FIG. 4 is a block diagram showing the relationship between image data stored in one color format in system memory and corresponding image data in a different color format that can be accessed at an address in a color conversion space, in accord with the present invention; and
FIG. 5 is a flow chart showing the logical steps for implementing the present invention so that image data can be accessed in different color formats at different memory addresses.
The lack of efficiency in handling the conversion of digital image color data to a different format has led to the development of the present invention, which is embodied in a set top box 44, shown in FIG. 1. Set topbox 44 is intended to be used with a television receiver or video monitor 40 having a conventional display screen 42. Although not shown in FIG. 1, it is also contemplated that the set top box might be used to process signals from several different video sources, such as a laser disc player or VCR, any of which may serve as an analog video data source. In addition, the set top box can be coupled to receive the signal from a rooftop antenna, satellite receiver, a cable system, or a community antenna television (CATV) system, as shown in FIG. 1. Signals can be transmitted from the set top box over the cable system to a suitable receiver (not shown) at a cable/network facility.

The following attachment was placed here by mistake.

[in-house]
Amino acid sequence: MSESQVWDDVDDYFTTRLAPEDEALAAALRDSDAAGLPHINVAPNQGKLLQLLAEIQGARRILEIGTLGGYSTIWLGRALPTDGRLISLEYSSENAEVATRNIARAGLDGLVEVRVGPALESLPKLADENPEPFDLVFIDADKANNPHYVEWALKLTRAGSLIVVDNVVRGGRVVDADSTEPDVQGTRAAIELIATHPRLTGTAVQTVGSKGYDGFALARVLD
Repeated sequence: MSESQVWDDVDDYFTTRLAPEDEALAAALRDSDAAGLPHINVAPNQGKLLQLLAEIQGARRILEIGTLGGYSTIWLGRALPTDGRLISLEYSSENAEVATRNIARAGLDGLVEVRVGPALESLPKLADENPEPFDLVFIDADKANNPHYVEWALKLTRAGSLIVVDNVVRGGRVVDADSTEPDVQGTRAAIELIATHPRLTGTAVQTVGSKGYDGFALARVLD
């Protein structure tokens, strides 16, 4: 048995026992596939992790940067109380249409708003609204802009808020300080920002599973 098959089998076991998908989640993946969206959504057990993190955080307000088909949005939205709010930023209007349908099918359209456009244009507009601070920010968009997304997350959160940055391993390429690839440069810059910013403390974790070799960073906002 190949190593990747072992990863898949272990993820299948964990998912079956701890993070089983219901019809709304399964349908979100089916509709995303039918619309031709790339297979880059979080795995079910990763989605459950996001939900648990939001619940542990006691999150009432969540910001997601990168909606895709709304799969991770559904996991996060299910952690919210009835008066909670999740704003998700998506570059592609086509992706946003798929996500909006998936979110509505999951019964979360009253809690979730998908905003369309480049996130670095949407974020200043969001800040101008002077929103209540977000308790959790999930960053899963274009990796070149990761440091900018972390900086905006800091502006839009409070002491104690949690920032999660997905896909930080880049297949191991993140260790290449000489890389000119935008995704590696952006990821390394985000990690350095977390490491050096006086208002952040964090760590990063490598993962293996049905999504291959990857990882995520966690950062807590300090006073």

In FIG. 1, a line 48 connects a bi-directional (input/output) terminal (notshown) on the rear panel of set top box 44 to a corresponding cable outlet 46. A line 50 connects audio and video output terminals (not shown) on theback of the set top box to corresponding audio and video input terminals (not shown) on the back of television 40. The images produced by set top box 44 are displayed by television receiver 40 on display screen 42 and may include the images conveyed by a broadcast television signal, a video image produced by the set top box running a software program, and in accord with the present invention, a composite image produced by combiningsignals from two or more analog/digital image data sources, which may initially each use a different color format. Digital graphic objects are produced, for example, by circuitry within set top box 44. These graphic objects may include (but are not limited to) on-screen menus or dialog boxes generated in response to machine instructions comprising software application programs executed by set top box 44. Such software applications can be loaded into the memory of the set top box by insertinga read only memory (ROM) card in a program card slot 54, or could be downloaded via line 48 from a source connected to the cable system.
The set top box includes a power switch 52 and other controls that are not relevant to the present invention. Also included on the set top box is an infrared sensor 56 to enable it to receive input signals and commands froma user that are transmitted from an infrared light source contained in a remote control (not shown).